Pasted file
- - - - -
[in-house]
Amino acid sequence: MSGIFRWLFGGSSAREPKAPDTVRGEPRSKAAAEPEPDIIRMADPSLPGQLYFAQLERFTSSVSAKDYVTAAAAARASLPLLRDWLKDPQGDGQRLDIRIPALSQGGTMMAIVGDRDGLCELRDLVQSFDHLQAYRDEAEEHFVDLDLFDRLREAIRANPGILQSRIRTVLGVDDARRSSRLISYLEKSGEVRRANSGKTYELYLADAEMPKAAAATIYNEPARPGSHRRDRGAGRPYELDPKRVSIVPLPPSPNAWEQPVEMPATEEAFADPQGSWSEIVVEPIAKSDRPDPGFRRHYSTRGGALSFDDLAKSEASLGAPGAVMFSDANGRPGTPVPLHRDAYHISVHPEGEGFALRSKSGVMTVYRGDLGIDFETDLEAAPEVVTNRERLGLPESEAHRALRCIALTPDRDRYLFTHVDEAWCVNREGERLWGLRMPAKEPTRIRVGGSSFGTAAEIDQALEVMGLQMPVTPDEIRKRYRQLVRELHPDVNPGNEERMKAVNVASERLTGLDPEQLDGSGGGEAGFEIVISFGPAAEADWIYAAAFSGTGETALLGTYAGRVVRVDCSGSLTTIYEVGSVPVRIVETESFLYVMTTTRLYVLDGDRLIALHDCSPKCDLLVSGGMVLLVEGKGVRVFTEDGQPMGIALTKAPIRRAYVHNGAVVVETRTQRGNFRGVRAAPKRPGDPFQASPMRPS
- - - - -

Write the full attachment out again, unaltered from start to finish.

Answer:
[in-house]
Amino acid sequence: MSGIFRWLFGGSSAREPKAPDTVRGEPRSKAAAEPEPDIIRMADPSLPGQLYFAQLERFTSSVSAKDYVTAAAAARASLPLLRDWLKDPQGDGQRLDIRIPALSQGGTMMAIVGDRDGLCELRDLVQSFDHLQAYRDEAEEHFVDLDLFDRLREAIRANPGILQSRIRTVLGVDDARRSSRLISYLEKSGEVRRANSGKTYELYLADAEMPKAAAATIYNEPARPGSHRRDRGAGRPYELDPKRVSIVPLPPSPNAWEQPVEMPATEEAFADPQGSWSEIVVEPIAKSDRPDPGFRRHYSTRGGALSFDDLAKSEASLGAPGAVMFSDANGRPGTPVPLHRDAYHISVHPEGEGFALRSKSGVMTVYRGDLGIDFETDLEAAPEVVTNRERLGLPESEAHRALRCIALTPDRDRYLFTHVDEAWCVNREGERLWGLRMPAKEPTRIRVGGSSFGTAAEIDQALEVMGLQMPVTPDEIRKRYRQLVRELHPDVNPGNEERMKAVNVASERLTGLDPEQLDGSGGGEAGFEIVISFGPAAEADWIYAAAFSGTGETALLGTYAGRVVRVDCSGSLTTIYEVGSVPVRIVETESFLYVMTTTRLYVLDGDRLIALHDCSPKCDLLVSGGMVLLVEGKGVRVFTEDGQPMGIALTKAPIRRAYVHNGAVVVETRTQRGNFRGVRAAPKRPGDPFQASPMRPS